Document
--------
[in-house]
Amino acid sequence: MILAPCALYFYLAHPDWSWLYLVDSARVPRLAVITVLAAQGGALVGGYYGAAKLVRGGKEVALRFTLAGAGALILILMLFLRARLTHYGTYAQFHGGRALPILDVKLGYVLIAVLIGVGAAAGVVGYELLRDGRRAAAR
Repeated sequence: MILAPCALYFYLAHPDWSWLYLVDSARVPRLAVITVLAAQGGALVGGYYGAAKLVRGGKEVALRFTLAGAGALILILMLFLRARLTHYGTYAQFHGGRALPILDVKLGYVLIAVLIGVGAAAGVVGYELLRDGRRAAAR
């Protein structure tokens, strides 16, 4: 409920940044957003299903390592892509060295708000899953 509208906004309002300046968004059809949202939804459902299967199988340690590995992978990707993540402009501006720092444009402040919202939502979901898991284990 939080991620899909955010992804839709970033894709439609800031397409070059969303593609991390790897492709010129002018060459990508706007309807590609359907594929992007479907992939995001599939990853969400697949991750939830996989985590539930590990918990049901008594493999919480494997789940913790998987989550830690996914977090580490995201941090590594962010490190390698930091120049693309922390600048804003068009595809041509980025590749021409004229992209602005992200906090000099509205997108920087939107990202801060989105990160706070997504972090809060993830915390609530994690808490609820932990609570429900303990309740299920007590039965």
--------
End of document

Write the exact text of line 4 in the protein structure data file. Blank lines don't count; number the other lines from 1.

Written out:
């Protein structure tokens, strides 16, 4: 409920940044957003299903390592892509060295708000899953 509208906004309002300046968004059809949202939804459902299967199988340690590995992978990707993540402009501006720092444009402040919202939502979901898991284990 939080991620899909955010992804839709970033894709439609800031397409070059969303593609991390790897492709010129002018060459990508706007309807590609359907594929992007479907992939995001599939990853969400697949991750939830996989985590539930590990918990049901008594493999919480494997789940913790998987989550830690996914977090580490995201941090590594962010490190390698930091120049693309922390600048804003068009595809041509980025590749021409004229992209602005992200906090000099509205997108920087939107990202801060989105990160706070997504972090809060993830915390609530994690808490609820932990609570429900303990309740299920007590039965």